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M a s s a c h u s e t t s


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Campaign Disclosure Law
Electronic Filing Program
Disclosure Content Accessibility
Online Contextual & Technical Usability

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The State of Disclosure in Massachusetts

As its rank at number three reflects, Massachusetts has one of the best campaign finance disclosure programs in the country. Unfortunately, its weak campaign finance disclosure law significantly brings down its overall grade.

Under Massachusetts law, candidates must file once in non-election years and once before each election. Detailed information must be provided for all contributions of $50 or more, with occupation and employer disclosed for contributions greater than $200. Information about all expenditures of $50 or more must be disclosed, but subvendor information does not have to be reported. Independent expenditures must be disclosed but not last-minute independent expenditures, and last-minute contributions are not reported prior to an election. Electronic filing is mandatory for statewide and legislative candidates.

Massachusetts does a very good job of making campaign finance information accessible to the public. The state posts campaign finance data on its site as soon as it has been filed. It has nearly comprehensive databases of contributions and expenditures that are searchable on a number of fields, but not expenditure description. In addition, the databases allow users to sort search results on up to seven different fields simultaneously. Site visitors are also offered many different choices for viewing itemized campaign finance information by browsing, searching or downloading all of the files.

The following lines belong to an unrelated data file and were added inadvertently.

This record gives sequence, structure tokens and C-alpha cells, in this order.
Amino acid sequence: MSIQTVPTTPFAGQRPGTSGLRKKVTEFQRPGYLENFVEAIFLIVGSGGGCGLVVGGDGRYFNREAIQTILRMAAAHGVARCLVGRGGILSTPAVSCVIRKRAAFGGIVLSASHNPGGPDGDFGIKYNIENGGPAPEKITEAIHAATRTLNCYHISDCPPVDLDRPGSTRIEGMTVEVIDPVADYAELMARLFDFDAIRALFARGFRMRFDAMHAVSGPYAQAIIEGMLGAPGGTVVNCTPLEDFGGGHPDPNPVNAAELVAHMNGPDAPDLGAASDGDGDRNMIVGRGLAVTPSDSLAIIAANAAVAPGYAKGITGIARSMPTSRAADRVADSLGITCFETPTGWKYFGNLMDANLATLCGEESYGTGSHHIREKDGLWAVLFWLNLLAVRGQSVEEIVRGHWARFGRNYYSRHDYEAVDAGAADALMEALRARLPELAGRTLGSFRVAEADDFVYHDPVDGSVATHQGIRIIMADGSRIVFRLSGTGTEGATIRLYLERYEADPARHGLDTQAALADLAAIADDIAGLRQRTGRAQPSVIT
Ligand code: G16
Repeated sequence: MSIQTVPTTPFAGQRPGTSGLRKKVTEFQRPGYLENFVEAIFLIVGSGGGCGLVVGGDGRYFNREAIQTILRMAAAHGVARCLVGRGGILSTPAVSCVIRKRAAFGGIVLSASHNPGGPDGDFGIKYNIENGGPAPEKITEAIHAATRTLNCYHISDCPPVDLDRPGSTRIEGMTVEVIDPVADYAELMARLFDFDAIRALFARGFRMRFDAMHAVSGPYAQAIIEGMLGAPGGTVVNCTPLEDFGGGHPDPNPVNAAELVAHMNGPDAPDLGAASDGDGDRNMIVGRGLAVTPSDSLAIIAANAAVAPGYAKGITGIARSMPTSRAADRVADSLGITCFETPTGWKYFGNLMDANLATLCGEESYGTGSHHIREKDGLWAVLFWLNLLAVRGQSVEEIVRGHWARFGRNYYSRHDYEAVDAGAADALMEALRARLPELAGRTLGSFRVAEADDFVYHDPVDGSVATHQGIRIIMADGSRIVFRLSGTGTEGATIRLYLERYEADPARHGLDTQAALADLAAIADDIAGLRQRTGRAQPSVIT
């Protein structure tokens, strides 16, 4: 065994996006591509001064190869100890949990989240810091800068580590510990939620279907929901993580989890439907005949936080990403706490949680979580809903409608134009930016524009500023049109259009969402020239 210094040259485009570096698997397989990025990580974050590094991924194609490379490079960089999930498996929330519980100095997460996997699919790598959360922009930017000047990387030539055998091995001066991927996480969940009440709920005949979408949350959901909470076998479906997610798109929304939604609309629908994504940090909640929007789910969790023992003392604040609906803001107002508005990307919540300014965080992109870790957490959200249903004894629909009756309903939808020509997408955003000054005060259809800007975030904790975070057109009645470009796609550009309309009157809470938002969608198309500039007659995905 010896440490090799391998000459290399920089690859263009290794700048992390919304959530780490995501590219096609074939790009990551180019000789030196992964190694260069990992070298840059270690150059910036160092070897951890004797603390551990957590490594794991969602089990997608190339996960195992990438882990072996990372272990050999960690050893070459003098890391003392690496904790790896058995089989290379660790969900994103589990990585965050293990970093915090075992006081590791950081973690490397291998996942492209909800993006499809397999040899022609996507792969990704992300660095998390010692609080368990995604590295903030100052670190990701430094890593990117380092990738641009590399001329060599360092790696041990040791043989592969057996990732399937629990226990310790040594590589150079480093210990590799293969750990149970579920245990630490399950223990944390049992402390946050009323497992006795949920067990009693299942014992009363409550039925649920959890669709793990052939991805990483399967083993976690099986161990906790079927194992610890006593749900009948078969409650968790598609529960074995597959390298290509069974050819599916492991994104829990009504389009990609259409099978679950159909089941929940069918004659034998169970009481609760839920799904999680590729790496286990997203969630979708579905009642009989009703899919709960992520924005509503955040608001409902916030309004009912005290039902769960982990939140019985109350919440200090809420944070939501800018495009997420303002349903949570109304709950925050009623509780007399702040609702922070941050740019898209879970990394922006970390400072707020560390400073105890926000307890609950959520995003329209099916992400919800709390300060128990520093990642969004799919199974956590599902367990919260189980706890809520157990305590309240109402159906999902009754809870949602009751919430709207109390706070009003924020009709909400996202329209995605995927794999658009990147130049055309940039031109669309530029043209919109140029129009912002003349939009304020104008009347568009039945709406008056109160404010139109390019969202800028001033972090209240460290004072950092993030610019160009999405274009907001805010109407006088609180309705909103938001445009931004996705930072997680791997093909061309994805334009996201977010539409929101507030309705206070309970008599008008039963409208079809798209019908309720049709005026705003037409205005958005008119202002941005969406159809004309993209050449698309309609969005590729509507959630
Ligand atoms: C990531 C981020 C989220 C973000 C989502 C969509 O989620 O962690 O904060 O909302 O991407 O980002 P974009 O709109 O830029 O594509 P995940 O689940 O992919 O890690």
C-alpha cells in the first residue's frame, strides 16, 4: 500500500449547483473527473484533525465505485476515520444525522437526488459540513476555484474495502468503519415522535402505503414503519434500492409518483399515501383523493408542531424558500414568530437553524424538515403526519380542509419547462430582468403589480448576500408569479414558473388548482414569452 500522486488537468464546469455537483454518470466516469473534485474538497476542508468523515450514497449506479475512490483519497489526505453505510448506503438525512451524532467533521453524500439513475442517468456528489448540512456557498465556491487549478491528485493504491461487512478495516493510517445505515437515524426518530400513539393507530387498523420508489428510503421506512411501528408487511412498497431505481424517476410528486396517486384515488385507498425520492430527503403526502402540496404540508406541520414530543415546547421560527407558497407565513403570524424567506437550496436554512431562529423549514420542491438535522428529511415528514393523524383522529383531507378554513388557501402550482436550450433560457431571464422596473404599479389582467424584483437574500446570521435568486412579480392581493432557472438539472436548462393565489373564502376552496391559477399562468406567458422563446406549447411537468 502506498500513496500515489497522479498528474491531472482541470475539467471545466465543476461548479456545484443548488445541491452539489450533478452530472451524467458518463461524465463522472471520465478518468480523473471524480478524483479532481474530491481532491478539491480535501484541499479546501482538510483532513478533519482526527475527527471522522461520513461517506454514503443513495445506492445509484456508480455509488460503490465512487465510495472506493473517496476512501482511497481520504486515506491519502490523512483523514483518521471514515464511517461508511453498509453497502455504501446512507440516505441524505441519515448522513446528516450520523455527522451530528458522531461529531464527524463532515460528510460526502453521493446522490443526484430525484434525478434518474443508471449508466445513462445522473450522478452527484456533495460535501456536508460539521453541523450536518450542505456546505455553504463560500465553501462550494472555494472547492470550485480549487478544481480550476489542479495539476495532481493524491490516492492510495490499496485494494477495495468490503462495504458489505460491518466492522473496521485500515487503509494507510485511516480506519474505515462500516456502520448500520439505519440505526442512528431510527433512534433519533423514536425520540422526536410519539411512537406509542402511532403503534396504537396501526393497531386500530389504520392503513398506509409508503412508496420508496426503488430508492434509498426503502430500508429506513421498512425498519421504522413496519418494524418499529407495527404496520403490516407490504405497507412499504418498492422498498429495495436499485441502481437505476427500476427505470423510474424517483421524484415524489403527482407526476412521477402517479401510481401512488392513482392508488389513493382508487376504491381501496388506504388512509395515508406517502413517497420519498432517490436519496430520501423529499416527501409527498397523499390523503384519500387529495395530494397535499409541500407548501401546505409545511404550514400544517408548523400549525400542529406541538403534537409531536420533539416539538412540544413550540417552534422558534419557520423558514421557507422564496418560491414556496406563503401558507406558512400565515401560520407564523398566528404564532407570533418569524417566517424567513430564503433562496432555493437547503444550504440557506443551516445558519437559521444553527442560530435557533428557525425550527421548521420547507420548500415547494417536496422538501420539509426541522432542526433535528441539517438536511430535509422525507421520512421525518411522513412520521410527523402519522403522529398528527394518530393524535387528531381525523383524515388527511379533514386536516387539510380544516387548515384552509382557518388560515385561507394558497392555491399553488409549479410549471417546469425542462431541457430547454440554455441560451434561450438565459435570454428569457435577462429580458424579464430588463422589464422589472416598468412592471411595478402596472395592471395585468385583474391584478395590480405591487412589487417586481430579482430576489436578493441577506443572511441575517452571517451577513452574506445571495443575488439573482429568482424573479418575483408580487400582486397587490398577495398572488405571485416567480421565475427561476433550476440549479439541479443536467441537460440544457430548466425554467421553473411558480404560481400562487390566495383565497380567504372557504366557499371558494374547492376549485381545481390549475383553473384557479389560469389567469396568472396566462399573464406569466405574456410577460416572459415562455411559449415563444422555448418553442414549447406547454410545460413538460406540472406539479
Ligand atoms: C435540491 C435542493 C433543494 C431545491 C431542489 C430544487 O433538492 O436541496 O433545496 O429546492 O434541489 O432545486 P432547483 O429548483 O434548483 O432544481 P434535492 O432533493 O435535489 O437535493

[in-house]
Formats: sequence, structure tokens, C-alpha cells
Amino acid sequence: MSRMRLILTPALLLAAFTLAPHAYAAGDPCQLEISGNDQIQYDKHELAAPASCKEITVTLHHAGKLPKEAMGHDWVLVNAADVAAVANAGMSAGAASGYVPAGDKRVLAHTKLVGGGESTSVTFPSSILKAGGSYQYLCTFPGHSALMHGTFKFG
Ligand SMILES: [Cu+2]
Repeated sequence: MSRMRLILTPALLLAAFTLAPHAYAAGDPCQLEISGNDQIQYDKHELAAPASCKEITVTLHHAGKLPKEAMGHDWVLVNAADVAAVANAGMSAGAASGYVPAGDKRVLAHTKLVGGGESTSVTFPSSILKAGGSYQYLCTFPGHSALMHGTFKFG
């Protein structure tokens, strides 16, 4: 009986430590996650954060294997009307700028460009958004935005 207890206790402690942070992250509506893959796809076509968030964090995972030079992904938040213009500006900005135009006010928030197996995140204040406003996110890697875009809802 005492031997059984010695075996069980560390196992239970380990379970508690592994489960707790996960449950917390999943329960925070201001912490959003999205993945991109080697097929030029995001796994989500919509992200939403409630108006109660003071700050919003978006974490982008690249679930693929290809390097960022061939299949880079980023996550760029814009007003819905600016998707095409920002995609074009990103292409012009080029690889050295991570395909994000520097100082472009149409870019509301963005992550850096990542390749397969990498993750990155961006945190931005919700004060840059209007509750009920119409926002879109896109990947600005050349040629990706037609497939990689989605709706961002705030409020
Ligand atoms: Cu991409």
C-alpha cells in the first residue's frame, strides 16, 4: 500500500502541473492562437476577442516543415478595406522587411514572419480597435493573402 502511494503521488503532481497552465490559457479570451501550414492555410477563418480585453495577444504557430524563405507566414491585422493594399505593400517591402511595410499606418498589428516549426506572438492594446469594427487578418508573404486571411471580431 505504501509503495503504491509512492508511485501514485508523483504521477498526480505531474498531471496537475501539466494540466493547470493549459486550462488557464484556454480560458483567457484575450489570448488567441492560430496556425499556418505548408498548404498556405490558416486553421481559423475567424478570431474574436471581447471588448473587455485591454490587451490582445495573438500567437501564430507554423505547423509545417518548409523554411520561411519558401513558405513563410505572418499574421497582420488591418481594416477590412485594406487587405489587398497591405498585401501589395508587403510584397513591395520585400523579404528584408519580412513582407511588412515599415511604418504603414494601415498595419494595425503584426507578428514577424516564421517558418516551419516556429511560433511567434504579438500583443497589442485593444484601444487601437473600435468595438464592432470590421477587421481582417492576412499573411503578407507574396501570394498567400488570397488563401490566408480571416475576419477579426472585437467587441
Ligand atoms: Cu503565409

Massachusetts could make some small changes to improve the usability of its web site. The state does a very good job of providing an overview of campaign financing trends for statewide and legislative candidates and also does an excellent job of explaining which filers' reports are available online and which are not. The state could improve its list of candidates, which does not include information about the offices being sought, the districts or party affiliation. Unfortunately, the lack of information about candidates makes it difficult to conduct a search of either database because the site user needs to know the office being sought. The state could also improve the terminology on its site and list the reporting periods in candidates' filings.

Disclosure Agency: Office of Campaign and Political Finance
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This page was first published on September 17, 2003
| Last updated on September 17, 2003
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